Joey Bosa

NFL: OCT 02 Saints at Chargers Photo by Tom Walko/Icon Sportswire via Getty Images

Joey Bosa has 40 sacks in 51 games - a rate of 0.78 sacks per game. This is slightly behind the pace of 0.875 per game set by Von Miller in his first four seasons, but is ahead of the 0.675 pace set by Julius Pepper in his first four years in the NFL.

In four years, Bosa has gone to two Pro Bowls (‘17 & ‘19), but has yet to achieve All-Pro honors. It’s too early yet to know how “elite” or durable Joey Bosa will turn out to be. He has missed 13 games due to injury in his short career, but has had two healthy seasons in which he started 16 games, and based on PFF statistics, he converts 27% of his hurries into sacks, meaning that if he can stay healthy, he is likely to make his mark on the all-time career sack leaders list.

Nick Bosa

Super Bowl LIV - San Francisco 49ers v Kansas City Chiefs Photo by Kevin C. Cox/Getty Images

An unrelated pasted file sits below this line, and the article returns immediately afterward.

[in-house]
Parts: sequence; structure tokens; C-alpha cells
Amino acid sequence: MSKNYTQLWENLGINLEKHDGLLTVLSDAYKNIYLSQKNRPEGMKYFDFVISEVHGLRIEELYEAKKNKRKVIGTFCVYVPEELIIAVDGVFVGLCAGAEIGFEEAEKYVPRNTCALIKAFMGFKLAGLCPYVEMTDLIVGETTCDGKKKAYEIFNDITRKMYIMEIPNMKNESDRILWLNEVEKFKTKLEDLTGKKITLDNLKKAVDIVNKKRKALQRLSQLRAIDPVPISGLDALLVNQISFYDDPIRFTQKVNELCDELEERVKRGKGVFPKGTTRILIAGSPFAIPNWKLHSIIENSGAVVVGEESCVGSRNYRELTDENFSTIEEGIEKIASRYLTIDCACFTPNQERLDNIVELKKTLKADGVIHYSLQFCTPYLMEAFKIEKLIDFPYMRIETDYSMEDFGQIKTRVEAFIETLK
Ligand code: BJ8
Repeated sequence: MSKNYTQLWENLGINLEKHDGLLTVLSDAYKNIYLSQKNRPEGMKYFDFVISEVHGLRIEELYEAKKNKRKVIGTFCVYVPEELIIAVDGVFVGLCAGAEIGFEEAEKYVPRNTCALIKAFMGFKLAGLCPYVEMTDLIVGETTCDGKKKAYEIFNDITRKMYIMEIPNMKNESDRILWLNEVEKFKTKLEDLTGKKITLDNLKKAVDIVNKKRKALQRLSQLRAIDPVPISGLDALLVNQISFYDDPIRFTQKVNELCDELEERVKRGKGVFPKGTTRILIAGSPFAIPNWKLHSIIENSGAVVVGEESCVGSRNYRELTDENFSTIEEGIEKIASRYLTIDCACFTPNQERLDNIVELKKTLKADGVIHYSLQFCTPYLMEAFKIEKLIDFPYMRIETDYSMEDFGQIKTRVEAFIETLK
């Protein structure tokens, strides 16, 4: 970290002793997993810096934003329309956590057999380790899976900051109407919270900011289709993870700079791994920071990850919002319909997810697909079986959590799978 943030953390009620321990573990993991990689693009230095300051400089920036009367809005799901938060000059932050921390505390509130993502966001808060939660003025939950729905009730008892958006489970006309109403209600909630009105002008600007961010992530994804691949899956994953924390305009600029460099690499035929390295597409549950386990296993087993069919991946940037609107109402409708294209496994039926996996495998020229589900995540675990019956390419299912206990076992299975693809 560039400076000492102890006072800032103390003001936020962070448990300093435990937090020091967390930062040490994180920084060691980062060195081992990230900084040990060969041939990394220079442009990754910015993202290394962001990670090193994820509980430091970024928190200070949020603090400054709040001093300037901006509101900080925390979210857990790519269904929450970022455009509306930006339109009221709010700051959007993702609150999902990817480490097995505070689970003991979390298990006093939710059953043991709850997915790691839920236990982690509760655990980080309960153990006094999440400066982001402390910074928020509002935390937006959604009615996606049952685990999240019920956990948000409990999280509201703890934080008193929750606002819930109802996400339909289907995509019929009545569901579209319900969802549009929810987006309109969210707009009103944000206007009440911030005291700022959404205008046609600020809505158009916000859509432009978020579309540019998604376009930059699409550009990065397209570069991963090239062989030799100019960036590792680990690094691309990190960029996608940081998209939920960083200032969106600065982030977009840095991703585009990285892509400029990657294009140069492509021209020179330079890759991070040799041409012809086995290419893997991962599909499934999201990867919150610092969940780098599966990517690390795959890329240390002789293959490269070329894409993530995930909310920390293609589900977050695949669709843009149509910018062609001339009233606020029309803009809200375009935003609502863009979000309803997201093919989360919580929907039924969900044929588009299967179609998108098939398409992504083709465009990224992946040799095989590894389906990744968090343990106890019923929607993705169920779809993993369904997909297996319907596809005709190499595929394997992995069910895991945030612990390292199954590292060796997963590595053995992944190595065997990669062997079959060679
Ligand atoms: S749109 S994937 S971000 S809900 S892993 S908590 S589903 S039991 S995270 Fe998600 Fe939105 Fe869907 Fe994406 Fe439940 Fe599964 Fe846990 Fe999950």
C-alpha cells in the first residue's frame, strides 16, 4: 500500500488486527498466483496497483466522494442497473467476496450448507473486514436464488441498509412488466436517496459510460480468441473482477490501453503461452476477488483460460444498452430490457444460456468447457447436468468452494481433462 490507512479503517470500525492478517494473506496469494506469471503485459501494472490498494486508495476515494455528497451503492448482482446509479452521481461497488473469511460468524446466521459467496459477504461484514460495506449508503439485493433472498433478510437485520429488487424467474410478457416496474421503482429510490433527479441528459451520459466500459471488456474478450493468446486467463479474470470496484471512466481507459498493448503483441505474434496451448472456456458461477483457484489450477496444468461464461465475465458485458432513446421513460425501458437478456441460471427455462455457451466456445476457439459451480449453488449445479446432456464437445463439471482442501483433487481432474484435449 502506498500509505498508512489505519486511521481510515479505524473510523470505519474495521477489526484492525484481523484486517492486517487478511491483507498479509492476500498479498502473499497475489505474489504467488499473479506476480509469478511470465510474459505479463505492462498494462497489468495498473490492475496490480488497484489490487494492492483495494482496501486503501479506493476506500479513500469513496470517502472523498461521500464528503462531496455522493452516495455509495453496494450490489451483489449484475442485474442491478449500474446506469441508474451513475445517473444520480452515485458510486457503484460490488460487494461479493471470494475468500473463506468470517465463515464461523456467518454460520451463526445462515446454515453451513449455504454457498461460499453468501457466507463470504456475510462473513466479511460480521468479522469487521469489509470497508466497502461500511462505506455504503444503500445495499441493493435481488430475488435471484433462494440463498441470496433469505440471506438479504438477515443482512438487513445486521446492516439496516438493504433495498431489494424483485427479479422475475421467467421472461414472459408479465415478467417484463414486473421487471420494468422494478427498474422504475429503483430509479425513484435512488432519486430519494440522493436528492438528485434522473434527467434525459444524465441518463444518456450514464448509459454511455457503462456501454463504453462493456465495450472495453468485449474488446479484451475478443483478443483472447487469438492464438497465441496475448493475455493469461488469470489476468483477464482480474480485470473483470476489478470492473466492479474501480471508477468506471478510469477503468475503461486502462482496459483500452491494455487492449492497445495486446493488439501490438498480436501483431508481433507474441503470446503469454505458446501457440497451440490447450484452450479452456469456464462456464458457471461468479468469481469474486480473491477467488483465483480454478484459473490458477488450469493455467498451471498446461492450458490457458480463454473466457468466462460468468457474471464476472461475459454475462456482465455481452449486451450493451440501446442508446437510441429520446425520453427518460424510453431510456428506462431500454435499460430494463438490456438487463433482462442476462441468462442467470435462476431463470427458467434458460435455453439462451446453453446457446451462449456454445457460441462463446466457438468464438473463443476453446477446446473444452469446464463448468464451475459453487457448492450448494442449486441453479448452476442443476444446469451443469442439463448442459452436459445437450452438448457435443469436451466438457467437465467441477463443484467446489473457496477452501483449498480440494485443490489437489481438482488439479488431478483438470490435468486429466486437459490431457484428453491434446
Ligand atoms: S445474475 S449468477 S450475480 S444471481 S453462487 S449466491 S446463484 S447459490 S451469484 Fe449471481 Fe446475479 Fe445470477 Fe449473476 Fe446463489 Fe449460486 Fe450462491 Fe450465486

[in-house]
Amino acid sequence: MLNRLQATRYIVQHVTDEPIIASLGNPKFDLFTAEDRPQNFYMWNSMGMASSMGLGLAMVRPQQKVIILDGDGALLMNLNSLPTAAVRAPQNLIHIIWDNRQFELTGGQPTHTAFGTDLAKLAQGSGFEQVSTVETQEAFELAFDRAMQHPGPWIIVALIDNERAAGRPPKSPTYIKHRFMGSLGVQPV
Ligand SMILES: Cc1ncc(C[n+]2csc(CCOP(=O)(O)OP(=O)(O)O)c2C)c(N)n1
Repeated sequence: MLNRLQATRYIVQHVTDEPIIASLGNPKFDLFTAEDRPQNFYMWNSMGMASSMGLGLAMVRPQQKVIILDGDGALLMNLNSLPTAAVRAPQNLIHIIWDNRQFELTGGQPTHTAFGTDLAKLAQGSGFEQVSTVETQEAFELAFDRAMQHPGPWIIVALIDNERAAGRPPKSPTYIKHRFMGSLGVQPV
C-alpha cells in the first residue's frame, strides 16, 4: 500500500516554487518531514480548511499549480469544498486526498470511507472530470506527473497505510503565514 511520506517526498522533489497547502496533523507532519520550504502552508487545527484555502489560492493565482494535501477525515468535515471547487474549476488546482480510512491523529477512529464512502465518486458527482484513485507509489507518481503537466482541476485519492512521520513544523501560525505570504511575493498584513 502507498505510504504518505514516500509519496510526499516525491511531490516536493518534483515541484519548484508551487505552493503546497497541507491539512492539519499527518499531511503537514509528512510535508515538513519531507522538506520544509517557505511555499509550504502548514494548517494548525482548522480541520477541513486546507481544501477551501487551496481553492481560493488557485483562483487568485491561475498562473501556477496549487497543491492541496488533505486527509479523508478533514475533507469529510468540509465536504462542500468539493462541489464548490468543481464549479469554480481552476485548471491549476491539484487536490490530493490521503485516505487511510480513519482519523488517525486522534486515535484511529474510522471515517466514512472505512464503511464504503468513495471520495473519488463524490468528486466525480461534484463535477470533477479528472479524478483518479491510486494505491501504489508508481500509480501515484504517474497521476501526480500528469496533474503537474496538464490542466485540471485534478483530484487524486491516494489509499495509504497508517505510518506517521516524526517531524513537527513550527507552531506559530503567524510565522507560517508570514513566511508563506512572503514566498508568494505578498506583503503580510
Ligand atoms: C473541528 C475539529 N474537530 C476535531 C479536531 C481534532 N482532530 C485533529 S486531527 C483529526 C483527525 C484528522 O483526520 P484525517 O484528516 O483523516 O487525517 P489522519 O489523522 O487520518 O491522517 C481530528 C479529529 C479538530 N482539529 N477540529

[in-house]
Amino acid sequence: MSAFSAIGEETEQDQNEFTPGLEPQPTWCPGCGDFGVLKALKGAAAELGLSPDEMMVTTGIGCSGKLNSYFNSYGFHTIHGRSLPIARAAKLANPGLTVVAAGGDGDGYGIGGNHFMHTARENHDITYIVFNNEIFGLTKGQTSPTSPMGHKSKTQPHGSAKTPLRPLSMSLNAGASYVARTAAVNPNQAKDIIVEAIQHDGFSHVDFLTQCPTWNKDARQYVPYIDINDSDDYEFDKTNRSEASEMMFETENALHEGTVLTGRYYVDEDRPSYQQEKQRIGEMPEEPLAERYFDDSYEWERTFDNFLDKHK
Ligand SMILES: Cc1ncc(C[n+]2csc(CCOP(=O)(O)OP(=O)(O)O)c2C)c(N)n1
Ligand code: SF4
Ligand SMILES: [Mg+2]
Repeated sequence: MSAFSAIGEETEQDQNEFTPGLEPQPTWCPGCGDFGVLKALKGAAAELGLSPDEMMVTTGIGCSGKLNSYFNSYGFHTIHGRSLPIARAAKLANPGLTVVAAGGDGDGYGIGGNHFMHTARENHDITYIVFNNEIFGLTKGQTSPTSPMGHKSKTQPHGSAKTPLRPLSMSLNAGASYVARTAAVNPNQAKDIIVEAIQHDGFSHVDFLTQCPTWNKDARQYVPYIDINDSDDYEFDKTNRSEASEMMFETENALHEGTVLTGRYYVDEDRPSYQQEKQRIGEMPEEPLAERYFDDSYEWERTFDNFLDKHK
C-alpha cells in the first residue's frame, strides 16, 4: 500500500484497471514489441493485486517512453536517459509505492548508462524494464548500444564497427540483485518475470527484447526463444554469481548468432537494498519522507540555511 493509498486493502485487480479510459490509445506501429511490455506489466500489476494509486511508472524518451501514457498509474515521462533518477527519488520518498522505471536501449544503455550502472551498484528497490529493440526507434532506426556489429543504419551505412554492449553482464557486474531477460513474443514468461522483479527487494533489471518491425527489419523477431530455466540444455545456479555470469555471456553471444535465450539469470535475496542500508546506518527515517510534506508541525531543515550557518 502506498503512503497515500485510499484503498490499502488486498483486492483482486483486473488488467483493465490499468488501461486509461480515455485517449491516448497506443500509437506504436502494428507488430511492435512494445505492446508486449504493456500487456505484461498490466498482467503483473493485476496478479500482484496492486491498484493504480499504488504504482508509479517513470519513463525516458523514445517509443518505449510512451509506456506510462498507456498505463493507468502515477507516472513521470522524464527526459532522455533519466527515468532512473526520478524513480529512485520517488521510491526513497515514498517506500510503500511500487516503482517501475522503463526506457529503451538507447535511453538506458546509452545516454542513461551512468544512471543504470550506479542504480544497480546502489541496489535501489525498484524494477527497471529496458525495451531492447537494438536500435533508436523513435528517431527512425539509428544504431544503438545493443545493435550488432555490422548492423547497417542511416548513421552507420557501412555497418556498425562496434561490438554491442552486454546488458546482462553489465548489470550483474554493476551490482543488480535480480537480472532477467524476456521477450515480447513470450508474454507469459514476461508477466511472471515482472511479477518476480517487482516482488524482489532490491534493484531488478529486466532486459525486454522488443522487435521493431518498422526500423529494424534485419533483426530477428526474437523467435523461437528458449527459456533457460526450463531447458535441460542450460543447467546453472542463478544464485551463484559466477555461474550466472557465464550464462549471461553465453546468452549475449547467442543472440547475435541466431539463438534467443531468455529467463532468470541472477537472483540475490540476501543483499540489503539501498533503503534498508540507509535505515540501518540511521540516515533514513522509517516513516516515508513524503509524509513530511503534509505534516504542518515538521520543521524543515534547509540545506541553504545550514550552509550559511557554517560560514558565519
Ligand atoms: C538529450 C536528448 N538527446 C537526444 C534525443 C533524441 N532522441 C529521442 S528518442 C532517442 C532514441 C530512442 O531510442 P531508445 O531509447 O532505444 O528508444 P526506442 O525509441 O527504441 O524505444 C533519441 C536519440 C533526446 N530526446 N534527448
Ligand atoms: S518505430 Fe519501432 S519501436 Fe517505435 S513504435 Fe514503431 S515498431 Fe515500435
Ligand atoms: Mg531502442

Joey’s brother Nick is in a strong situation in San Francisco, He is part of an all-star defense, and played in the Super Bowl as a rookie.

Bosa finished his rookie year with 47 tackles, nine sacks, a forced fumble, two fumble recoveries, two pass deflections, and an interception in 16 games and 14 starts. In the Divisional Round of the playoffs against the Minnesota Vikings, Bosa sacked Kirk Cousins twice during the 27–10 win. In the NFC Championship Game against the Packers, Bosa sacked Aaron Rodgers once in the 37–20 win. At the NFL Honors, Bosa won the AP NFL Defensive Rookie of the Year Award, which his father {a former NFL player) accepted on his behalf due to Bosa being at the Super Bowl in Miami. In Super Bowl LIV against the Kansas City Chiefs, he recorded a strip sack on Patrick Mahomes during the 31–20 loss.